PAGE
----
In a fractal array, the cells are also arranged in rows and columns. Like the modular array, the cells of the fractal arrays are aligned in straight rows oriented perpendicular to the direction of contraction and parallel to the conductive strips. While the columns of the fractal array are oriented parallel to the direction of contraction like the columns of the modular array, the adjacent cells within columns are offset from one another. In the preferred embodiment, the electrically conductive strips and the ends of each cell are the same predetermined length, and adjacent cells within columns are offset from each other by half of this predetermined length. In this embodiment, the sides of the cells in a row serve as the connections between the cells in that row, and the ends of the cells in a row serve as the connections to the cells in adjacent rows. When comparing modular and fractal arrays of the same dimensions, the force exerted by the fractal array transducer is approximately twice that of the modular array, and the compression is approximately half that of the modular array.

Accordingly, microelectromechanical transducers are strengthened by arranging the conductive strips and spacers into cells wherein each cell includes unidirectional cell stiffening means, unidirectional displacement limiting means, or both. Individual cells can be used advantageously to create individual microelectromechanical transducers. By arranging cells into arrays, the operation of a transducer can be further enhanced. Unidirectional cell stiffening means and unidirectional displacement limiting means reduce the power required to contract the transducer and increase the force exerted by the transducer when compared to cells having conventional cell stiffening means and conventional displacement limiting means.

BRIEF DESCRIPTION OF THE DRAWINGS

FIG. 1 is a top view of a cell of electrically conductive strips and spacers including cell stiffening members and displacement limiting straps in a relaxed, or unpowered, state.

FIG. 2A is a top view of a modular array of cells of electrically conductive strips and spacers in a relaxed, or unpowered, state.

FIG. 2B is a top view of a modular array of cells of electrically conductive strips and spacers as shown in FIG. 2A in a contracted, or powered, state.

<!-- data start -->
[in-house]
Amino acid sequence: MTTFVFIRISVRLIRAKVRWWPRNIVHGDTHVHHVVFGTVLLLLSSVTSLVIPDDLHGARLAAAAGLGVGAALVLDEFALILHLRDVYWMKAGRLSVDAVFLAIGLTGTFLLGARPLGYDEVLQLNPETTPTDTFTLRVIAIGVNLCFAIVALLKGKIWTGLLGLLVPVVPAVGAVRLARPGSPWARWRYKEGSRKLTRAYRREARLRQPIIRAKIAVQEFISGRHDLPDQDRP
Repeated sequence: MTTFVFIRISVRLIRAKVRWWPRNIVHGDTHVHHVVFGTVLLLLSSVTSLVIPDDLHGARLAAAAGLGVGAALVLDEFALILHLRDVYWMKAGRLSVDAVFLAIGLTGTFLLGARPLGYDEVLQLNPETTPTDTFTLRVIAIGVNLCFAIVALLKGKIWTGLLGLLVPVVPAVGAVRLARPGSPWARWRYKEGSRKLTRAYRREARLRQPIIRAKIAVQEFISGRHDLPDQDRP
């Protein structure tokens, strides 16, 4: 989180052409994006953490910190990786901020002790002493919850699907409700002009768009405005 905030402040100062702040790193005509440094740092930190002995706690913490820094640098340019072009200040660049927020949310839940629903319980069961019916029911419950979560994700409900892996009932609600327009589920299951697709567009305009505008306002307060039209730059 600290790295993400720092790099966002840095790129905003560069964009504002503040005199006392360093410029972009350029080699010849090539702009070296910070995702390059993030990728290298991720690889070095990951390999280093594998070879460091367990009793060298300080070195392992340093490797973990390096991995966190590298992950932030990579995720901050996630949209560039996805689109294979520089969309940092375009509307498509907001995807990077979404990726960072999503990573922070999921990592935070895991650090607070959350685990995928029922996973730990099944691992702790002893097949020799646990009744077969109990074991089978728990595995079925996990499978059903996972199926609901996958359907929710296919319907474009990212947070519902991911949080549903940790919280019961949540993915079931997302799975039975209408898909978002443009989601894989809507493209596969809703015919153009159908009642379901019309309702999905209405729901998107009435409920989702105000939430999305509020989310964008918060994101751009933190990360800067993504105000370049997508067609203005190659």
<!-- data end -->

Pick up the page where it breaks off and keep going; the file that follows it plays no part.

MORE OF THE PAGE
FIG. 3A is a top view of a fractal array of cells of electrically conductive strips and spacers in a relaxed, or unpowered, state.

FIG. 3B is a top view of a fractal array of cells of electrically conductive strips and spacers as shown in FIG. 3A in a contracted, or powered, state.

FIG. 4A is a top view of a single cell of electrically conductive strips and spacers including unidirectional cell stiffening members with notches.

FIG. 4B is a top perspective view of a portion of a unidirectional cell stiffening member including a notch in the relaxed state.

FIG. 4C is a top perspective view of a portion of a unidirectional cell stiffening member including a notch which is bowed to the limit allowed by the notch.

FIG. 4D is a top view of a fractal array of cells of electrically conductive strips and spacers as shown in FIG. 4A.

FIG. 5A is a top view of an array of cells of electrically conductive strips and spacers including unidirectional displacement limiting members in a relaxed, or unpowered, state.

FIG. 5B is a top view of an array of cells of electrically conductive strips and spacers including unidirectional displacement limiting members as shown in FIG. 5A in a contacted, or powered, state.

FIG. 5C graphically illustrates force as a function of the displacement of the unidirectional displacement limiting members of FIGS. 5A and 5B.

FIG. 6A illustrates a top view of an array of cells of electrically conductive strips and spacers including unidirectional buckling straps in a relaxed or unpowered state.

FIG. 6B illustrates a top view of an array of cells of electrically conductive strips and spacers including unidirectional buckling straps as shown in FIG. 6A in a contracted or powered state.

DETAILED DESCRIPTION OF PREFERRED EMBODIMENTS